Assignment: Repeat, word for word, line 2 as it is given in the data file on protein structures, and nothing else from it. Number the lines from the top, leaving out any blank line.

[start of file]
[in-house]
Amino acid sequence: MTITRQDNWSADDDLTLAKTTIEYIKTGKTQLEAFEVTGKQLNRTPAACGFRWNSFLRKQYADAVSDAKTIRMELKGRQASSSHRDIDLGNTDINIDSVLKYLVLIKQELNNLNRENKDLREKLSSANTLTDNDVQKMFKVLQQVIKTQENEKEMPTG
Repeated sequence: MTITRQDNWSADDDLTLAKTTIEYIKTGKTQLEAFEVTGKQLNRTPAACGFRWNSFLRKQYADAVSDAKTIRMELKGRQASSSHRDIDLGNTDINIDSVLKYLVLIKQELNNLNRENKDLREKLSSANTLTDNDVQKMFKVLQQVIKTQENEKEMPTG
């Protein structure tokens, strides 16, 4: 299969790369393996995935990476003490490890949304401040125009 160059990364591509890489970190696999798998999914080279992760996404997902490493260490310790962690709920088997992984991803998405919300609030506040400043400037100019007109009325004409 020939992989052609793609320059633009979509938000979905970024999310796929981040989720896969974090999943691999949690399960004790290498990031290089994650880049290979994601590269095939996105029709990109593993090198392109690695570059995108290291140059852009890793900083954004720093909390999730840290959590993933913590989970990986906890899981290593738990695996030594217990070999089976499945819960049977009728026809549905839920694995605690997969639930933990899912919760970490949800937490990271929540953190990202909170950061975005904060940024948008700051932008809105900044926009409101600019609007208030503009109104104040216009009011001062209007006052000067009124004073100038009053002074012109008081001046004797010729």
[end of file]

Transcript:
Amino acid sequence: MTITRQDNWSADDDLTLAKTTIEYIKTGKTQLEAFEVTGKQLNRTPAACGFRWNSFLRKQYADAVSDAKTIRMELKGRQASSSHRDIDLGNTDINIDSVLKYLVLIKQELNNLNRENKDLREKLSSANTLTDNDVQKMFKVLQQVIKTQENEKEMPTG